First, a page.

The Bag: I sewed the bag in the picture above modifying a pattern I had for an art bag. I would not recommend sewing your own lunch tote. After 7 hours at the sewing machine, I decided I do not like my children’s teachers THAT much. Pick up a lunch bag at any store where you purchase school supplies or even your local grocery store. A cute disposable gift bag would work well too. I really like the neoprene lunch totes if you want to upgrade the gift. Almost all teachers have access to refrigerators, so you should not need an insulated lunch bag.
The Food: I made a really good pesto chicken salad and put it on a squishy roll with arugula. I included pretzel crisps, raw veggies, and a small container of cashews, almonds, and dried fruit. I added a bottle of water too. Teachers usually have a microwave available, so you could send something yummy in a tupperware with re-heating instructions instead of a sandwich.
You can click on Fancy Sandwiches for the pesto chicken salad recipe and a few others. I realized after I decided to post these recipes, they probably have a bad breath factor to them. No problem– include a mint with the lunch OR make sure your child’s teacher has the Emergency Kit, so he/she has a toothbrush.
The Extras: Do not forget to add a paper plate, napkin, and any plasticware that is needed.
I found this snack idea on Pinterest, and it actually looked like the original picture when we finished making them! These little bites are easy and taste delicious. They have that perfect salty and sweet combination. We are eating them so fast, they may not make it to our neighborhood 4th of July party (which is the reason I made them in the first place).
The Ingredients: Snyder’s Snaps Pretzels (the ones that look like a tic tac toe board), Hershey Kisses, M&Ms (plain and/or peanut)
The Directions: Line up pretzels on a cookie sheet. Put one Hershey kiss on each pretzel. Bake at 275 degrees for ~3 minutes. Take out of the oven and immediately smush M&M into the top. Refrigerate to re-harden the Hershey kiss.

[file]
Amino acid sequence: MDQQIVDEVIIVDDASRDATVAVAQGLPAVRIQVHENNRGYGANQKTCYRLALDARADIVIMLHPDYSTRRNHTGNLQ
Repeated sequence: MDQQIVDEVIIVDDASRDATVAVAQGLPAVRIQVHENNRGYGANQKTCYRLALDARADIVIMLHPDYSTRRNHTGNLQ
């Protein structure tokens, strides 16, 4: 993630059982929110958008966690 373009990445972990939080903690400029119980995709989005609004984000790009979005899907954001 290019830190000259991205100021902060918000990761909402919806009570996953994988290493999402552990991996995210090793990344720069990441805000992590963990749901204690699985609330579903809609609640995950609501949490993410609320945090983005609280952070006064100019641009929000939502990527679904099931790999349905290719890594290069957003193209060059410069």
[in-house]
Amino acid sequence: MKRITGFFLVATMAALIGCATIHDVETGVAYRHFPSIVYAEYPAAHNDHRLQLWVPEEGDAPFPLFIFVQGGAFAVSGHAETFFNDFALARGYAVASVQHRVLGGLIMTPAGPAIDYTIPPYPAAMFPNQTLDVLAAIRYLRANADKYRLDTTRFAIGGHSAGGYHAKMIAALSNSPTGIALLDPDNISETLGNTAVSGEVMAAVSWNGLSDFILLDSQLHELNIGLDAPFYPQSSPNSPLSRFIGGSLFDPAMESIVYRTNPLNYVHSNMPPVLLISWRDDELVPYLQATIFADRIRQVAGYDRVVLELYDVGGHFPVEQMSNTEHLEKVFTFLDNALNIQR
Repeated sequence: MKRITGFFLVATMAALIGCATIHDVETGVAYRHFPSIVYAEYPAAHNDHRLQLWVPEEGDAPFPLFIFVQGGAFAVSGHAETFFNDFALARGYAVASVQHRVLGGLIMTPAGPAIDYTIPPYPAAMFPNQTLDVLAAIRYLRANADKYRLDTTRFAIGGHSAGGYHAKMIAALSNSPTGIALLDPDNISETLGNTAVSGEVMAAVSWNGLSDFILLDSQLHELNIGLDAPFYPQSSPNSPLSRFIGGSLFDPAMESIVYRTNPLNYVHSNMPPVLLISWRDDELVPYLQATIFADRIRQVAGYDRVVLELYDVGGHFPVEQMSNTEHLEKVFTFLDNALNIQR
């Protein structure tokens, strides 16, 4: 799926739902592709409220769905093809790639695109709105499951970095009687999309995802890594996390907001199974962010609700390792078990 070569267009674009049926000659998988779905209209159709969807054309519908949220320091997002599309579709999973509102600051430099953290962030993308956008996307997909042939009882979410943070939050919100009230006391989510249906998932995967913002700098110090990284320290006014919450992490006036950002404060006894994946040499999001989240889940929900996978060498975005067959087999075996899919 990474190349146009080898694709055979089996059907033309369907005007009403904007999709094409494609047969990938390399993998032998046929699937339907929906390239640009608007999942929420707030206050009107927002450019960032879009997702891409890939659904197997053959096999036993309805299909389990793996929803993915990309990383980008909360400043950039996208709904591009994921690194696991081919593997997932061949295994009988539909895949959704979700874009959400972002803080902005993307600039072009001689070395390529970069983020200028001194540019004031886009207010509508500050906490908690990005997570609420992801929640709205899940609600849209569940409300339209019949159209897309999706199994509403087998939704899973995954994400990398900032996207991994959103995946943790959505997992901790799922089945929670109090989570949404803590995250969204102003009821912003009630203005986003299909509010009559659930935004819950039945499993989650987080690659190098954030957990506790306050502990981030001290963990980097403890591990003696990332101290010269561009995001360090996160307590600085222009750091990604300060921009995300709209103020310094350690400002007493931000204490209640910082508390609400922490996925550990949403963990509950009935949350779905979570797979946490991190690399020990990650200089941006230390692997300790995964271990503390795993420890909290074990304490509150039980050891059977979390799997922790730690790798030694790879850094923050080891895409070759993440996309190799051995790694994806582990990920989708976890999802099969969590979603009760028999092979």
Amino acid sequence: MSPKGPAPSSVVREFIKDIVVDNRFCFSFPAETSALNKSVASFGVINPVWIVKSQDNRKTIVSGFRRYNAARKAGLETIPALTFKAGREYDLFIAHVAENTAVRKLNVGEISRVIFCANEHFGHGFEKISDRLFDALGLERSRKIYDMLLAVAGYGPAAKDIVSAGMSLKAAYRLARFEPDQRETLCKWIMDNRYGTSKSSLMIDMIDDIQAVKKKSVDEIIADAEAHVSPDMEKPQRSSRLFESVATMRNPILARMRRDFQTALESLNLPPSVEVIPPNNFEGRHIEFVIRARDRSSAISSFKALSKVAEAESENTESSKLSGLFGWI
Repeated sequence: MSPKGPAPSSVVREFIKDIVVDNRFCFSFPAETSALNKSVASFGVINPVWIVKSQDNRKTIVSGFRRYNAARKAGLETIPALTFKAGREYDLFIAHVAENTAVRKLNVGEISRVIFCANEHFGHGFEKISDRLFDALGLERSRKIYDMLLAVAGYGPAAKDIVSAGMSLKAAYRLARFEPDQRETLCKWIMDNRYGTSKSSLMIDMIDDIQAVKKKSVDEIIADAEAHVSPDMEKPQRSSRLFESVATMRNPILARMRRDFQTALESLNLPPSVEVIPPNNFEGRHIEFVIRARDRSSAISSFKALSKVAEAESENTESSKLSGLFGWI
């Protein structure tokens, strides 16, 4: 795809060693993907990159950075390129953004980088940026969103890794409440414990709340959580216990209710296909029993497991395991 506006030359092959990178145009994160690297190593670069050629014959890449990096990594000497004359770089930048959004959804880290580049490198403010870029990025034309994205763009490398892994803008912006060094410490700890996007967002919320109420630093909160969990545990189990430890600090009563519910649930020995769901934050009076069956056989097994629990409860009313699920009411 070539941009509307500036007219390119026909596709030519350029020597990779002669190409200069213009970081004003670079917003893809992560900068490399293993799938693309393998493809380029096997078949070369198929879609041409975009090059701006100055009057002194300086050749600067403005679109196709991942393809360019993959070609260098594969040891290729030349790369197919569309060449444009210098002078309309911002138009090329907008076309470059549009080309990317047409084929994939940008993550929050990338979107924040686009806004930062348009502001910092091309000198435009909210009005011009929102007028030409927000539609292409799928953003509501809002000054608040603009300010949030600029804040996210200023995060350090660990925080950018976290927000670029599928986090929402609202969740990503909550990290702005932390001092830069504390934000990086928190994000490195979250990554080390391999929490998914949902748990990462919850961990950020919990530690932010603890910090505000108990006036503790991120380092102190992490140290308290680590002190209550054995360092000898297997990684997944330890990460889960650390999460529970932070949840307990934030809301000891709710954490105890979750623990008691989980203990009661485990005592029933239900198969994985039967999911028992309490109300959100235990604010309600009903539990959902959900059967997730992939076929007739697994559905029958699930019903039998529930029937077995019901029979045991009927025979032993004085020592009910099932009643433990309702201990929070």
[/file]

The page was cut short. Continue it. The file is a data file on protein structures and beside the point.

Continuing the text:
Variations: Whatever holiday, smush the coordinating colored M&M. Halloween– orange. Christmas– red and green. Valentine’s Day– pink, red, and white. St. Patrick’s Day– green. You get the idea.
** I had a student give me a bag of these little morsels at Christmas. He (and by “he” I mean the mom) made them to look like Rudolph. I know they used the mini traditional shaped pretzel and a red mini M&M for the nose. I ate them before I thought to pay attention to the construction. If anyone has made the reindeer version, please let me know the details!
My sister threw an animal hospital birthday for my niece, and I adapted her idea a little when my daughter was turning three. We lived in New Orleans at the time, and you can book a petting zoo there that will come to your house and set up a pen in your backyard with rabbits, turtles, goats, chickens, and few other small animals.
The Invitations: I like to order blank invitations from Fine Stationery. I think they have a huge selection of almost every party theme you need. I printed the invitations on my home printer and included phrases like, “Join us for the third anniversary celebration of (name’s) animal hospital” and “Please confirm appointment with the vet” for the RSVP line.
Adopt a Pet: We placed enough Beanie Babies for all the guests in a pak-n-play by the entrance to the party. Guests picked one out of the crib and could take their new pet to the vet table for a health exam and adoption certificate.
The Vet Table: One of our babysitters was a nursing student. She wore her scrubs to the party and completed health exams for everybody’s new pet. She used a play doctor’s kit and took temperatures, looked at eyes, examined the animal’s coat, listened to the heartbeat, etc. before filling out the forms.
The Pet Carriers: At a table, we had white gift bags with handles that you could decorate with stamps, stickers, or markers. There was a circle cut out of the side of the bag, so the pet’s face could peek out. We put paper from our paper shredder at the bottom of the bags like that nesting material pet shops use.
The Snacks: We filled bowls with bone shaped sugar cookies (dog food), Goldfish (cat food), and Chex mix (kibble).